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have concluded a sound peace with the aforesaid princes, our kindred, and their confederates, in the manner and form expressed in the treaty drawn up for this purpose. By this treaty all rancour and malevolence between one party and another are extinguished, and the princes aforesaid have solemnly sworn on the holy evangelists, in the presence of our very dear son, many prelates and other persons, that they will strictly observe every article of it, and no way infringe it, according to the oaths which they had before taken on a similar occasion. “For this reason, we therefore enjoin, and most strictly command, thee to proclaim this peace in all the squares and public places of Amiens, by sound of trumpet, and then to make proclamation of the same in all the villages and other places within thy bailiwick, particularly ordering all our subjects most faithfully to keep this peace, under pain of our highest displeasure, and of being criminally guilty towards our royal person, forbidding any person, whatever may be their rank, in our name, in any wise to offend against any of its articles, on pain of being corporally punished, with confiscation of property. We, moreover, enjoin thee, that thou do punish most severely and publicly, according to the exigency of the case, any who shall be found violating this peace in any degree whatever, either by word or deed, who may be regularly accused before thee, so that it may serve as an example to all others. “Given at Melun, in the year of Grace 1412, and in the 32d of our reign.”—Signed by the king from the report made to him by the council held by my lords the dukes of Aquitaine, Berry, Burgundy, Orleans and Bourbon, the counts of Vertus and Alençon, and John de Bar, with others present at it. Countersigned, “Emau, inspector.” The English, during this time, had advanced, from the Coutantin, into the countries of Maine and Touraine, despoiling the districts they marched through with fire and sword. A grand council was held on this subject at Melun, presided by the duke of Aquitaine as the king's locum tenens, and at which were present the king of Sicily, the dukes of Berry, Burgundy, Orleans and Bourbon, the count de Vertus, the chancellors of France, Aquitaine, and of Orleans, the lords de Torsy, d'Offemont, with others, the provost of the merchants, the sheriffs and council of Paris, when it was ordered, that all persons capable of bearing arms, noble or not, should assemble properly equipped, at Chartres, on the 8th day of October ensuing ; at which time and place, they should receive pay for the defence of the realm, and to drive the ancient enemies of France out of the kindgom. This edict was copied, and sent to the principal seneschalships and bailiwicks of France sealed with the royal seal, by the aforesaid princes, that a sufficient force might be provided against the 8th day of October. The Parisians, as being more nearly affected, hastened to raise their levies of men-at-arms and archers at Paris or at Melun, and others in the adjacent countries. Every one, on the receipt of the king's edict, assembled his quota. Had the duke of Berry and those of his party kept the engagements they had made with the English, and paid them the large sum of two hundred thousand crowns, according to their promises, they were ready to return to England, either through Aquitaine or Bordeaux; but from the melancholy state of the country, they were unable to raise this sum by any means they could offer, and thus their terms not being fulfilled, the English thought they might pay themselves. The king of Sicily returned, however, to Anjou, to raise men for the defence of his territories, whither the English were fast advancing. In these days, the duke of Aquitaine reinstated the eldest son of the late grand master Montagu in his office of chamberlain, andobtained, through his entreaties with the king, that all his estates should be restored, which ought to have descended to him by right of inheritance, so that, with the exception of some trifling confiscations, he regained all the patrimony he would have inherited from his father and mother. He obtained likewise the head of his father; and one evening, about vespers, the provost of Paris, with his executioner, attended by twelve guards, or thereabout, holding lighted torches and carrying a ladder, followed by a priest dressed in his robes, came to the market-place, when the executioner mounted the ladder to where the head of the late grand-master had been fixed to the end of a lance, and, taking it off, delivered it to the priest, who received it in a handsome napkin. Thus wrapped up, he placed it on his shoulder, and carried it, attended by these lighted torches, to the hôtel of the late Montagu, grand-master of the king's household.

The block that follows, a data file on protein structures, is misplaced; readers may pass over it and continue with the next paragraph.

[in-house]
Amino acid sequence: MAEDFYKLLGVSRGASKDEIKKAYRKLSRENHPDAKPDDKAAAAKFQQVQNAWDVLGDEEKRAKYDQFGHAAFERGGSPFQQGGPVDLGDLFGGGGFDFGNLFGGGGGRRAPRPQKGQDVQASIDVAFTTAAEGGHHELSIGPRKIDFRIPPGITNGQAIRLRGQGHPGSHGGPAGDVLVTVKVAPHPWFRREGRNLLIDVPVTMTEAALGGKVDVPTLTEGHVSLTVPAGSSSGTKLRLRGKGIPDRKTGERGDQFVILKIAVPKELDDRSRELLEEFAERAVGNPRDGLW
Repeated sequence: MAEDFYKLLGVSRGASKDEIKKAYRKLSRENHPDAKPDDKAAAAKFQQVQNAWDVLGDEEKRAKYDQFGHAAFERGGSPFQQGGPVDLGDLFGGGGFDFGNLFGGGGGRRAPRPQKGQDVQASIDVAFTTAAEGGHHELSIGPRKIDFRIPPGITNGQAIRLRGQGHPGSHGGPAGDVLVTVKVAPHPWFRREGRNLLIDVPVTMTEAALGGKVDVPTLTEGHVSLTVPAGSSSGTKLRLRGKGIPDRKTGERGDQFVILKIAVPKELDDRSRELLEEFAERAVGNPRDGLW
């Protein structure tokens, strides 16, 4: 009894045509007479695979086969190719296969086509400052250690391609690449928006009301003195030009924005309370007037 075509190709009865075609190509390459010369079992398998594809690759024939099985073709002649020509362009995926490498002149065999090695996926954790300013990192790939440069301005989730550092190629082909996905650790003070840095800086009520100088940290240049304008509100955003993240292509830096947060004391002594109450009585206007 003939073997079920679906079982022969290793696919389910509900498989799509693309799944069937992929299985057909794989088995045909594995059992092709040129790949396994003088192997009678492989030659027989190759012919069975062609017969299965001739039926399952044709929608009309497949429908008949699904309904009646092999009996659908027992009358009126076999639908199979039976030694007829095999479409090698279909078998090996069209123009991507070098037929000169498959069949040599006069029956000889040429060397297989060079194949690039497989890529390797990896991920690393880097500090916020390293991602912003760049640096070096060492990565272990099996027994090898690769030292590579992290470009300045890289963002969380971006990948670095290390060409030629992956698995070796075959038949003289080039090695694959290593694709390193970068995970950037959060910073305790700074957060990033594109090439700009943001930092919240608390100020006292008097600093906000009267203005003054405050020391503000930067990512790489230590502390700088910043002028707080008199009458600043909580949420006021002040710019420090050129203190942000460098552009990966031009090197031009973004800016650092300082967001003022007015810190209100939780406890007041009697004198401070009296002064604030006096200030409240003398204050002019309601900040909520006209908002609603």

The body was in like manner taken down from the gibbet at Montfaucon, in the presence of the provost, by his hangman, and brought to Paris. It was there joined to the head, placed in a handsome coffin, and carried in great state, attended by his children, and a numerous party of friends, with priests chaunting, and a vast number of lighted torches, to the church of the Celestins at Marcoussy, which he had founded and endowed in his lifetime and made a convent of monks, and there honourably interred. Among other gifts which he had made when alive was the great bell, called St. Catherine, to the church of Nôtre-Dame at Paris, as appears from his arms and crest that are upon it.